March Madness games aren’t just for basketball.
Across the country, middle schoolers have been playing in a tournament of their own, in the National Academic League.
The bracket began with qualifiers for the Sweet Sixteen round. On April 9, two Charlotte-Mecklenburg teams will play in the Final Four.
The advancement of two CMS teams in the national bracket’s Final Four is a first, said Randolph Middle’s coach, Michael Pillsbury.
The games involve four rounds of answering a variety of questions individually and as a team, and giving presentations on a topic based on clues from the judges.
Randolph will play another North Carolina team, Hanes Magnet School from Winston-Salem, and CMS’ Crestdale Middle will take on Roland Park Middle from Baltimore.
“It would be really cool if we get to play (Randolph) for a second time,” said Crestdale eighth-grader Ben Petricoff. On the CMS circuit, Crestdale’s biggest competition is Randolph and South Charlotte Middle, members of the Crestdale team said. Crestdale beat Randolph the last time they played, and if both teams win in the Final Four, the championship would be an impassioned final match.
“We beat them the first time around, so they kind of want to beat us,” Ben said.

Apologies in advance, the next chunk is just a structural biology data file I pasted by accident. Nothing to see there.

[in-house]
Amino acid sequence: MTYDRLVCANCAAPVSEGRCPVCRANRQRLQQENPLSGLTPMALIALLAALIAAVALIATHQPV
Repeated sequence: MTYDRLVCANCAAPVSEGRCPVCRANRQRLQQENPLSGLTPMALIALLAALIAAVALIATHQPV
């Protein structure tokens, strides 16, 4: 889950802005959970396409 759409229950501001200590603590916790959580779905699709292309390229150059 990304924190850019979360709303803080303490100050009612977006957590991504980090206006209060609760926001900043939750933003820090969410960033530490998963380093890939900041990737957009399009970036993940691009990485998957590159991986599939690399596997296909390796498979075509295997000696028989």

Crestdale’s team captain, eighth-grader Mark Schaehner, agreed it would be a tough match.
“Randolph is kind of the top dog team in our district – it’s a big thing to play them.”
But some members of the Randolph team – both Randolph and Crestdale have about 30 students on their teams – weren’t overly enthused at the prospect of facing the hometown rival.
“Crestdale is pretty good,” said team captain Matthew Janson, a Randolph eighth-grader.
He said the competition is fairly friendly between the local teams.
“Whenever we see them at Providence, we cheer them on,” he said.
Crestdale’s captain, Mark, agreed. “The competition is a lot of fun,” he said.
Crestdale made the first round of nationals last year, said a team coach, Julie Smith.
The Randolph team, which won the championship in 2010 and was the runner-up in 2009, is just happy to be in the tournament, members said.
Last year, the team had to forfeit the first game in the bracket because of technical difficulties with the video conference. Teams play by video conference instead of traveling.
“This is sort of like redemption for last year,” said team member and Randolph seventh-grader Sahil Patel.
“Well, we didn’t do anything wrong, but now we have a chance,” said eighth-grader Lloyd Liu.
Both teams understand the importance of teamwork – which they say is critical to NAL success – and were quick to praise their teammates.
“It’s pretty cool to see Mark go off. He’s very smart and he gets all these answers,” Crestdale’s Ben said.
Matthew said he was glad sixth-grader Nicholas Miklaucic joined the team this year.
“Nicholas knows a ton of stuff about everything. He’s like a random-fact treasure trove,” Matthew said.
More than anything, the students are enjoying the ride to the top, regardless of how they’ll finish.
“It’s really amazing to get this far. I knew we could do it,” said Crestdale eighth-grader Eliott Brown.
“I’m really proud of this team, and I’m just savoring it all right now.”
Ruebens: 704-358-5294; on Twitter: @YoungAchCLT
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